Although Chapter 13 bankruptcy is available for many debtors, there are specific requirements the debtors must first meet. Filing Chapter 13 bankruptcy allows debtors to complete a three or five year debt repayment plan and repay their creditors all or a portion of what they owe. Unlike Chapter 7 bankruptcy, which allows debtors to immediately discharge debts, if you file Chapter 13 bankruptcy you will not have your unsecured debts immediately discharged.
Recently on our bankruptcy forum a user asked, “What makes someone ineligible for Chapter 13 bankruptcy?” According to current Chapter 13 bankruptcy code, if you are considering filing Chapter 13 bankruptcy you must meet the following requirements:
Chapter 13 eligibility
Chapter 13 bankruptcy is available to individuals or those debtors who are filing jointly with their spouse. Sole proprietors or those with a business partner may file for Chapter 13 bankruptcy for their personal debts, but corporations or limited liability corporations must file Chapter 11 bankruptcy. Commodity brokers and stockbrokers are also limited in their ability to file Chapter 13.
Debtors who have filed a recent bankruptcy and either had that bankruptcy dismissed within the preceding 180 days or who have had their debt discharged recently may also not be allowed to file Chapter 13 bankruptcy.
For instance, if you have filed Chapter 7 bankruptcy and received a discharged within the last 4 years or you have filed Chapter 13 bankruptcy and received a discharge within the last 2 years, you cannot file again.
If you have had your bankruptcy dismissed in the last 180 days because you did not appear in court, you ask the court to dismiss the bankruptcy case because a creditor asked to resume debt collection, or you did not follow a court order, you will be ineligible to file Chapter 13 bankruptcy.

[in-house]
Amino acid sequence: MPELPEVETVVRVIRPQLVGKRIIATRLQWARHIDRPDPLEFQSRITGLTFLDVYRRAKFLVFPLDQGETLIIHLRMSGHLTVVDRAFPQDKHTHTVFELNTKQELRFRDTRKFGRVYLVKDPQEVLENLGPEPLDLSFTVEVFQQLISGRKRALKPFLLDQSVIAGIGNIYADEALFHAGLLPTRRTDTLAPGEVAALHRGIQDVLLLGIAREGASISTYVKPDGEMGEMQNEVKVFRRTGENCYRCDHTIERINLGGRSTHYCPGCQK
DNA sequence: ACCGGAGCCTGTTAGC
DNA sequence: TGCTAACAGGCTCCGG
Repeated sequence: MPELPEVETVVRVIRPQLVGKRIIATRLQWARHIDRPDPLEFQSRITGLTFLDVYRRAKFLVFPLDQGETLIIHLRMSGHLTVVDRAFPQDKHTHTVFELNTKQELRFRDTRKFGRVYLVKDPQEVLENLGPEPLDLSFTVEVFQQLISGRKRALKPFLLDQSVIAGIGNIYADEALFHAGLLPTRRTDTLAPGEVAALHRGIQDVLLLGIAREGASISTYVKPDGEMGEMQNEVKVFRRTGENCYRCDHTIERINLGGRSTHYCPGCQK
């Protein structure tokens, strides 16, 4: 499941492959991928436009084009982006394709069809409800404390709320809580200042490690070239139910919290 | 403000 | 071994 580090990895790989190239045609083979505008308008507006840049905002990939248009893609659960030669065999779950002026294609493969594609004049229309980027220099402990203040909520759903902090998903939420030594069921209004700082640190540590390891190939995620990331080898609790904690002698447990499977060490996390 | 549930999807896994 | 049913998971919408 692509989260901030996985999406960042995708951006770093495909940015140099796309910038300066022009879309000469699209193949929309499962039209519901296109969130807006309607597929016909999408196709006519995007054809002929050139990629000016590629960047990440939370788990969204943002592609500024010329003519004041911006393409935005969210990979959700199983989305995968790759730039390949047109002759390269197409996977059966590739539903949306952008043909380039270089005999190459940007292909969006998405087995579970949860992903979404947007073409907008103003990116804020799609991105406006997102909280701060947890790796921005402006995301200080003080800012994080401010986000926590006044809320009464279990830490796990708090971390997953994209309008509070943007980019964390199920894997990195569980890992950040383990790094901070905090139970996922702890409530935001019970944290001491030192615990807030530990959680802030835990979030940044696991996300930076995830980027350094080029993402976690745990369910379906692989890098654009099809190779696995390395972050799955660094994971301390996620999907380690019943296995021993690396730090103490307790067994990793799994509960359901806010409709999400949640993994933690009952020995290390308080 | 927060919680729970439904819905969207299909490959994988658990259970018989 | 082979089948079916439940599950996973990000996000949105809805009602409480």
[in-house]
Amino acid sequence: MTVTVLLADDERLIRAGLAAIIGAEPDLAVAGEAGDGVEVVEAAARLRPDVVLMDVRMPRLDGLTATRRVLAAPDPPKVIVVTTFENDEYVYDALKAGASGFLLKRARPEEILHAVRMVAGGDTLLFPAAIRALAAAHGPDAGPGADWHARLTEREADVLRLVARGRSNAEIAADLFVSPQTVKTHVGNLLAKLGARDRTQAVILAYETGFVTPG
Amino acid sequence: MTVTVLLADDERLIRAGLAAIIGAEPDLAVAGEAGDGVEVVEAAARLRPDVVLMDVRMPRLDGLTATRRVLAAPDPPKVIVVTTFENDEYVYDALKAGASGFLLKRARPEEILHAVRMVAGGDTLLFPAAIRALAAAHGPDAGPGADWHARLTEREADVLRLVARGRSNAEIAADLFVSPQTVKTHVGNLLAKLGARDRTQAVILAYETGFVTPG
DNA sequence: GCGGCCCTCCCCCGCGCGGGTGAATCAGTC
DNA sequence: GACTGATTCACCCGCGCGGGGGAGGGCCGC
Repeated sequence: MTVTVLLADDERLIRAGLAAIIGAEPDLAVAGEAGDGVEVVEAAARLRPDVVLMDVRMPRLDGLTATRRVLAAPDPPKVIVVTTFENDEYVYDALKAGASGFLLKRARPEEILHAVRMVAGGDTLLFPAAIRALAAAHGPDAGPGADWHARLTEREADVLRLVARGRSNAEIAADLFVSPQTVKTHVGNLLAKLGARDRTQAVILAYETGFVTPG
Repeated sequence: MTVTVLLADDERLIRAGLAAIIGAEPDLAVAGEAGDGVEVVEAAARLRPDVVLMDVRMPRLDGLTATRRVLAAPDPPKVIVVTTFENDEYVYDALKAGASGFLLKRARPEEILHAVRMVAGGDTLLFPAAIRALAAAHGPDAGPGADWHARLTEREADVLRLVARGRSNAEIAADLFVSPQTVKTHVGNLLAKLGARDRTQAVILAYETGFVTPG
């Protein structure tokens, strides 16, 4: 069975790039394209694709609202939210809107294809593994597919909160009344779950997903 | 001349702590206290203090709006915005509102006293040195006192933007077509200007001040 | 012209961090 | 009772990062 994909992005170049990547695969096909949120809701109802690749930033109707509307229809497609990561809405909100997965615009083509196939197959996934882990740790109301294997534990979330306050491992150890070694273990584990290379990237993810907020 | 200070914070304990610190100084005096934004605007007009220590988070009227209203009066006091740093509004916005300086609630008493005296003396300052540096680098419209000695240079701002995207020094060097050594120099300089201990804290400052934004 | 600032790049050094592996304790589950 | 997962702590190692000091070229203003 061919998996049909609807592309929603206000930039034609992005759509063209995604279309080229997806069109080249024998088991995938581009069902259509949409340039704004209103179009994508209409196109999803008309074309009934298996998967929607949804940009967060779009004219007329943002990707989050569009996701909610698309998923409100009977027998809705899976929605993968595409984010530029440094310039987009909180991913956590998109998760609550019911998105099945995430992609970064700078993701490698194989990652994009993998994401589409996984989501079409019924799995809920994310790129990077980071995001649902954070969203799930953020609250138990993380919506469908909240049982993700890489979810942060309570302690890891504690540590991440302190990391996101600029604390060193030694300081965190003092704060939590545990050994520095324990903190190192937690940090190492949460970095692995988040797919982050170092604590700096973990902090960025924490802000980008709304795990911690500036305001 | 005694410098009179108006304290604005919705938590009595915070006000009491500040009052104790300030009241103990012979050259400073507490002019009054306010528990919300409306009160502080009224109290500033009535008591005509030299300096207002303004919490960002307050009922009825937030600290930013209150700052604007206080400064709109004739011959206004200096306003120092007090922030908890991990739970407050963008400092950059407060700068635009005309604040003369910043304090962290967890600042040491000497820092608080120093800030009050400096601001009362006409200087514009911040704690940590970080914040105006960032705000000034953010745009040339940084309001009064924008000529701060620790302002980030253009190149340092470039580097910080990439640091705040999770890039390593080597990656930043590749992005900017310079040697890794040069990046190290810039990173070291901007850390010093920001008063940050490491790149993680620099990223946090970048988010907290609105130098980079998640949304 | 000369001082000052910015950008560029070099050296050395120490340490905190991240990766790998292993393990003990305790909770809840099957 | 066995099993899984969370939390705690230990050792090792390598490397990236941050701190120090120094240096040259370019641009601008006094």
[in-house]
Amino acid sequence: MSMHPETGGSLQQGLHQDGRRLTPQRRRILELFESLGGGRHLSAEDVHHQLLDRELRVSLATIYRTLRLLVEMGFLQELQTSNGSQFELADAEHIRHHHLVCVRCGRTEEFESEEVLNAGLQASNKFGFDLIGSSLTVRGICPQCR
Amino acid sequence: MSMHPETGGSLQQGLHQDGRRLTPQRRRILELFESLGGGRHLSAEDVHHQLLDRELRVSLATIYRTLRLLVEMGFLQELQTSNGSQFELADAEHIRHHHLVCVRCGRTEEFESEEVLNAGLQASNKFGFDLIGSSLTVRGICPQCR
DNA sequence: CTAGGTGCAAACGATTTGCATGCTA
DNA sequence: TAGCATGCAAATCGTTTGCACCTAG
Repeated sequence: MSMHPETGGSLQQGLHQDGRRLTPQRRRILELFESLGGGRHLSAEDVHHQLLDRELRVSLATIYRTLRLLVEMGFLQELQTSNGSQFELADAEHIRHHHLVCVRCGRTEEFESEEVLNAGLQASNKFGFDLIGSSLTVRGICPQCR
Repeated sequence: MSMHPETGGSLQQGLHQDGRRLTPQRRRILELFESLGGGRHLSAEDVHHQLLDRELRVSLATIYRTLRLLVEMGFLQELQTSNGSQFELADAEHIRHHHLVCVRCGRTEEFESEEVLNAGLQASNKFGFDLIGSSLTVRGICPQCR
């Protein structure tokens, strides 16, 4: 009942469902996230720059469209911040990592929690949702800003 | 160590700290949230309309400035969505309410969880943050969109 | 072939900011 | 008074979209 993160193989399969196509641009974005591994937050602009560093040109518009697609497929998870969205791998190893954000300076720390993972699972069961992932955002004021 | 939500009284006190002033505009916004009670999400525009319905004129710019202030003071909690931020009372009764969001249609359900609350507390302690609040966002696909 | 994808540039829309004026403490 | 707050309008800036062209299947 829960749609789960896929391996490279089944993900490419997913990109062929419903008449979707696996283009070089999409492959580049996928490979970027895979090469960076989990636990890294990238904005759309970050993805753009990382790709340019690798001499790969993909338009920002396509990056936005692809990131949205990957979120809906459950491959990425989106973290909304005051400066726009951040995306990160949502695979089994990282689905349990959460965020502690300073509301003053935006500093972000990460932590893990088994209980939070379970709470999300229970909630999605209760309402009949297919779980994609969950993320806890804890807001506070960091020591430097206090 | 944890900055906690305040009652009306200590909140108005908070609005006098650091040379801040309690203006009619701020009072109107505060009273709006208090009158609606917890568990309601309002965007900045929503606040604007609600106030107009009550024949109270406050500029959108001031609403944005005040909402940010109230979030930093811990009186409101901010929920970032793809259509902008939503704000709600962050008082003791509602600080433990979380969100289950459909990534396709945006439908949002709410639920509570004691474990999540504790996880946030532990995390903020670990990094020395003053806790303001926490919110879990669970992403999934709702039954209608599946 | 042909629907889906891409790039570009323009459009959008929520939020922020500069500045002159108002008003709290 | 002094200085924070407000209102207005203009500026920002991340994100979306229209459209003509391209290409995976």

Your debts are too high for Chapter 13 bankruptcy
Debtors must also meet specific debt limits to file Chapter 13 bankruptcy. If you have unsecured debts which exceed $336,900 or secured debts which exceed $1,010,650, you will not be allowed to file Chapter 13 bankruptcy. Keep in mind, the debt limits are periodically adjusted for inflation.
Income to repay a portion of your debts
Debtors will also be ineligible to file Chapter 13 bankruptcy if they do not have sufficient income to repay their debts under their debt repayment plan. If the court determines the debtor and their spouse (regardless of whether the couple filed jointly) lacks the income, including salary, federal benefits, or unemployment benefits to repay their debts, they will be barred from filing Chapter 13 bankruptcy.
Miscellaneous other requirements
Other requirements which must be met to file Chapter 13 include completing a credit counseling course at least 180 days prior to filing for Chapter 13 and submitting your completion certificate with the court and proof that you have filed your state and federal taxes for the past four years.
Is Chapter 13 bankruptcy right for me?
Filing bankruptcy is an important financial decision. It is not the right choice for everyone. Talk to a lawyer to determine if it is the best choice for you.
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